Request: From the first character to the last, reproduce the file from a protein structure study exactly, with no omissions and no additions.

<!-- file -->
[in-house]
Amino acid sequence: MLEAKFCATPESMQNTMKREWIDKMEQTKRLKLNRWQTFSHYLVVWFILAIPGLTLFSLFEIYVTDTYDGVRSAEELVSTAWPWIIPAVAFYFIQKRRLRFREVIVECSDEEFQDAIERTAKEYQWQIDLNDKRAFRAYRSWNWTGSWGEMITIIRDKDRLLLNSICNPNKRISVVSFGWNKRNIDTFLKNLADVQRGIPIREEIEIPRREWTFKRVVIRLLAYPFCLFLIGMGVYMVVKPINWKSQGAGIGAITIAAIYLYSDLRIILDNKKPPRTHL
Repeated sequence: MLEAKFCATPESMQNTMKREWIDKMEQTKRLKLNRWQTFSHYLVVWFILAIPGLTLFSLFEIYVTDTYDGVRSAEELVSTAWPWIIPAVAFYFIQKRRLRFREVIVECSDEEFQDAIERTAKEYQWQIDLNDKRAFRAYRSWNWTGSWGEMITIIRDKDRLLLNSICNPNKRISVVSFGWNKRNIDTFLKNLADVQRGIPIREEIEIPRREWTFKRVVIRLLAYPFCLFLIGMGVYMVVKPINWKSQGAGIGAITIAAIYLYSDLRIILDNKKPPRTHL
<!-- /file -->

[in-house]
Amino acid sequence: MLEAKFCATPESMQNTMKREWIDKMEQTKRLKLNRWQTFSHYLVVWFILAIPGLTLFSLFEIYVTDTYDGVRSAEELVSTAWPWIIPAVAFYFIQKRRLRFREVIVECSDEEFQDAIERTAKEYQWQIDLNDKRAFRAYRSWNWTGSWGEMITIIRDKDRLLLNSICNPNKRISVVSFGWNKRNIDTFLKNLADVQRGIPIREEIEIPRREWTFKRVVIRLLAYPFCLFLIGMGVYMVVKPINWKSQGAGIGAITIAAIYLYSDLRIILDNKKPPRTHL
Repeated sequence: MLEAKFCATPESMQNTMKREWIDKMEQTKRLKLNRWQTFSHYLVVWFILAIPGLTLFSLFEIYVTDTYDGVRSAEELVSTAWPWIIPAVAFYFIQKRRLRFREVIVECSDEEFQDAIERTAKEYQWQIDLNDKRAFRAYRSWNWTGSWGEMITIIRDKDRLLLNSICNPNKRISVVSFGWNKRNIDTFLKNLADVQRGIPIREEIEIPRREWTFKRVVIRLLAYPFCLFLIGMGVYMVVKPINWKSQGAGIGAITIAAIYLYSDLRIILDNKKPPRTHL